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Describe installation of manpages.
[mLib] / README
32a3ab99 1mLib
6 mLib is a collection of bits of code I've found handy in various
7 programs. With a few very minor exceptions, the routines are
8 highly portable, and mostly strictly conformant.
10 My programming style is probably what you'd describe as
11 `unconventional'. I'm skeptical about object-orientation, and
12 not a huge fan of over-hiding information of any kind. The
13 structure and interface of the library reflects these views.
93f77e5b 15 There is now a (hopefully fairly good) set of manual pages for
16 mLib. The manual isn't installed by default since it takes a
17 while to install and it's not a very good idea when it's part
18 of a larger package. To install the manual pages, say
20 make install-man
22 (after everything else is built, obviously).
32a3ab99 23
25Quick tour
27 mLib doesn't have much of a `structure' as such. It's more a
28 collection of useful things than a coherent whole. Even so,
29 it's possible to detect a vague layering of the library's
30 components.
32 The underpinnings of the system are the exception structure, and
33 the memory allocation routines.
35 * `exc.h' declares some macros which do a reasonable (though
36 not perfect) job of providing exception handling facilities
37 for C.
39 * `alloc.h' declares some thin veneers over `malloc' and
40 `free' which raise exceptions for out-of-memory conditions,
41 so you don't have to bother trapping these in main code.
43 Above this are the memory tracking system, the suballocator, and
44 a couple of useful data structures.
46 * `track.h' declares the symbols required for a (very) simple
47 memory allocation tracker. I wrote it because I had a
48 memory leak in a program. It tags allocated memory blocks
49 with information about who allocated them, and keeps track
50 of the memory allocated so far. Most of the time, you don't
51 bother compiling this in, and you don't need to care about
52 it at all.
54 * `sub.h' provides an allocation mechanism for small,
55 known-size blocks. It fetches big chunks from an underlying
56 allocator and divvies them up into small ones. This reduces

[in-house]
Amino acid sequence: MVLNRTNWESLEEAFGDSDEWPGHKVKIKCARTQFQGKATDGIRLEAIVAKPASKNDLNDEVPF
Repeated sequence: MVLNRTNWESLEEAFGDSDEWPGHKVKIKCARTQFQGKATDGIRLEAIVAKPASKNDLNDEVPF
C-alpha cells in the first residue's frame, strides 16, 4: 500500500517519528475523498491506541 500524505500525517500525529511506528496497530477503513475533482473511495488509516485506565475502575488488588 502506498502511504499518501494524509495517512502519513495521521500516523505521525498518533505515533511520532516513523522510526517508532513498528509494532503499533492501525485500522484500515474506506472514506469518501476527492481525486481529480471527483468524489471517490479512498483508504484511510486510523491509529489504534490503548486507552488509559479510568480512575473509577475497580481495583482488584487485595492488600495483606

57 the overhead of calling the underlying allocator, and
58 (because the small blocks are linked together in lists by
59 their size) means that allocation and freeing are very
60 quick. It also reduces the amount of memory used by a small
61 amount.
63 * `sym.h' provides a symbol table manager. It uses an
64 extensible hashing scheme (with 32-bit CRC as the hash
65 function), and permits arbitrary data blocks in both the
66 keys and values. It seems fairly quick.
68 * `dstr.h' provides a dynamically sized string type. In the
69 rather paltry tests I've run, it seemed faster than
70 libstdc++'s string type, but I shouldn't read too much into
71 that if I were you. The representation is exposed, in case
72 you want to start fiddling with it. Just make sure that the
73 string looks sane before you start expecting any of the
74 functions or macros to work.
76 * `dynarray.h' is a big nasty macro which defines functions
77 capable of dealing with dynamically-sized arrays of
78 arbitrary types. (You build a new set of functions for each
79 type. Think of it as a hacky C++ template-a-like.) The
80 arrays are sparse, but not ever-so efficient in terms of
81 look-up time.
83 At the same conceptual level, there's some code for handling
84 multiplexed I/O. Although the core is named `sel', and it uses
85 `select' internally, it could fairly easily be changed to use
86 `poll' instead.
88 * `tv.h' declares some useful arithmetic operations on the
89 `struct timeval' type used by the `select' system call.
91 * `sel.h' declares a collection of types and routines for
92 handling `select' calls in a nice way. There's nothing
93 particularly exciting in itself, but it's a good base on
94 which to build other things.
96 * `lbuf.h' accepts arbitrary chunks of data and then passes
97 completed text lines on to a function. This is handy when
98 you're trying to read text from a socket, but don't want to
99 block while the end of the line is on its way. (In
100 particular, that'd leave you vulnerable to a trivial denial-
101 of-service attack.)
103 * `selbuf.h' implements an `lbuf' tied to a read selector.
104 Whenever completed lines are read from a particular source,
105 they're passed to a handler function.
107 * `conn.h' handles non-blocking `connect'. It starts a
108 connect, and adds itself to the select system. When the
109 connect completes, you get given the file descriptor.
111 Then there's a bunch of other stuff.
113 * `crc32.h' declares the 32-bit CRC used by `sym'.
115 * `quis.h' works out the program name from the value of
116 `argv[0]' and puts it in a variable for everything else to
117 find.
119 * `report.h' reports fatal and nonfatal errors in the standard
120 Unixy way.
122 * `trace.h' provides a simple tracing facility, which can be
123 turned on and off both at compile- and run-time.
125 * `testrig.h' is a generic test rig skeleton. It reads test
126 vector files with a slightly configurable syntax, passes the
127 arguments to a caller-defined test function, and reports the
128 results. It's particularly handy with cryptographic
129 algorithms, I find.
132Future directions
134 I'm going to write some manual pages. Promise.
137 Mark Wooding